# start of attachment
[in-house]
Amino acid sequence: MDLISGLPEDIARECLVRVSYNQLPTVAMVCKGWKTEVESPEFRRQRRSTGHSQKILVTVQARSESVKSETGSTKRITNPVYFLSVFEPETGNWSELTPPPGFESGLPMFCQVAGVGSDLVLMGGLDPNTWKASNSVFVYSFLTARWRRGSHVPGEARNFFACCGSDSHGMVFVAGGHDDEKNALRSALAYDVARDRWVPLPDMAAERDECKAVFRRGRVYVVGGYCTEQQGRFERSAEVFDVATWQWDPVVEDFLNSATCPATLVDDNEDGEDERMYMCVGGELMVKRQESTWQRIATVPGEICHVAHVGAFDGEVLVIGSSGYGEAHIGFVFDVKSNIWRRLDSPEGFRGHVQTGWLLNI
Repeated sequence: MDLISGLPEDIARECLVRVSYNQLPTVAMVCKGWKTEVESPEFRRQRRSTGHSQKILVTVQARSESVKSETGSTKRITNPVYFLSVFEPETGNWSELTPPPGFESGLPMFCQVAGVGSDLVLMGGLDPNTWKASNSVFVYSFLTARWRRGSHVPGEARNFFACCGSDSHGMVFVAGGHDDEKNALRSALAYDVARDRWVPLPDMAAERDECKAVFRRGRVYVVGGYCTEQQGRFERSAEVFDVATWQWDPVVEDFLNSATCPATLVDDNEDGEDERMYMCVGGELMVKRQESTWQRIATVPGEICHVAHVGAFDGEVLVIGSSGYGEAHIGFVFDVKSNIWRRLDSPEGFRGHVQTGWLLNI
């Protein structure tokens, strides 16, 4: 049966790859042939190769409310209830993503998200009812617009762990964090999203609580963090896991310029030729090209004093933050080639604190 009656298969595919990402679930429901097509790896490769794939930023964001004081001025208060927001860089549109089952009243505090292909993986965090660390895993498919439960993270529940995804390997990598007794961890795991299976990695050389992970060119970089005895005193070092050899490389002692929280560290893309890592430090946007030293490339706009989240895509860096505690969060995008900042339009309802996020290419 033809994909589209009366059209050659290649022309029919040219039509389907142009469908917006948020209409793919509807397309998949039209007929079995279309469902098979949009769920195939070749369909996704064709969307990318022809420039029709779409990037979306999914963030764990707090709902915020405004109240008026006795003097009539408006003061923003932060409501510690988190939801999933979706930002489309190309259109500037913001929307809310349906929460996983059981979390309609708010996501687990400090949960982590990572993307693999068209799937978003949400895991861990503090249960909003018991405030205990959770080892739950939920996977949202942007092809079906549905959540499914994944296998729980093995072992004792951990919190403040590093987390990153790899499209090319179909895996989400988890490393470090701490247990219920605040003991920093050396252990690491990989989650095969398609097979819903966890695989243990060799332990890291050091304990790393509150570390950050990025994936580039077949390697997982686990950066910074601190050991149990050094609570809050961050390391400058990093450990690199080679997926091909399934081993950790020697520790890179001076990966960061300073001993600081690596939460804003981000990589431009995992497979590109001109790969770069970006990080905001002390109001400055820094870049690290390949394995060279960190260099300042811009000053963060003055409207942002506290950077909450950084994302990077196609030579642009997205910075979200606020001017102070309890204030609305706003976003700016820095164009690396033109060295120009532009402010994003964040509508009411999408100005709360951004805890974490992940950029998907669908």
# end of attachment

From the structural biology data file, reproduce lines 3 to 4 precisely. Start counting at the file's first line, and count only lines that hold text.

Repeated sequence: MDLISGLPEDIARECLVRVSYNQLPTVAMVCKGWKTEVESPEFRRQRRSTGHSQKILVTVQARSESVKSETGSTKRITNPVYFLSVFEPETGNWSELTPPPGFESGLPMFCQVAGVGSDLVLMGGLDPNTWKASNSVFVYSFLTARWRRGSHVPGEARNFFACCGSDSHGMVFVAGGHDDEKNALRSALAYDVARDRWVPLPDMAAERDECKAVFRRGRVYVVGGYCTEQQGRFERSAEVFDVATWQWDPVVEDFLNSATCPATLVDDNEDGEDERMYMCVGGELMVKRQESTWQRIATVPGEICHVAHVGAFDGEVLVIGSSGYGEAHIGFVFDVKSNIWRRLDSPEGFRGHVQTGWLLNI
């Protein structure tokens, strides 16, 4: 049966790859042939190769409310209830993503998200009812617009762990964090999203609580963090896991310029030729090209004093933050080639604190 009656298969595919990402679930429901097509790896490769794939930023964001004081001025208060927001860089549109089952009243505090292909993986965090660390895993498919439960993270529940995804390997990598007794961890795991299976990695050389992970060119970089005895005193070092050899490389002692929280560290893309890592430090946007030293490339706009989240895509860096505690969060995008900042339009309802996020290419 033809994909589209009366059209050659290649022309029919040219039509389907142009469908917006948020209409793919509807397309998949039209007929079995279309469902098979949009769920195939070749369909996704064709969307990318022809420039029709779409990037979306999914963030764990707090709902915020405004109240008026006795003097009539408006003061923003932060409501510690988190939801999933979706930002489309190309259109500037913001929307809310349906929460996983059981979390309609708010996501687990400090949960982590990572993307693999068209799937978003949400895991861990503090249960909003018991405030205990959770080892739950939920996977949202942007092809079906549905959540499914994944296998729980093995072992004792951990919190403040590093987390990153790899499209090319179909895996989400988890490393470090701490247990219920605040003991920093050396252990690491990989989650095969398609097979819903966890695989243990060799332990890291050091304990790393509150570390950050990025994936580039077949390697997982686990950066910074601190050991149990050094609570809050961050390391400058990093450990690199080679997926091909399934081993950790020697520790890179001076990966960061300073001993600081690596939460804003981000990589431009995992497979590109001109790969770069970006990080905001002390109001400055820094870049690290390949394995060279960190260099300042811009000053963060003055409207942002506290950077909450950084994302990077196609030579642009997205910075979200606020001017102070309890204030609305706003976003700016820095164009690396033109060295120009532009402010994003964040509508009411999408100005709360951004805890974490992940950029998907669908």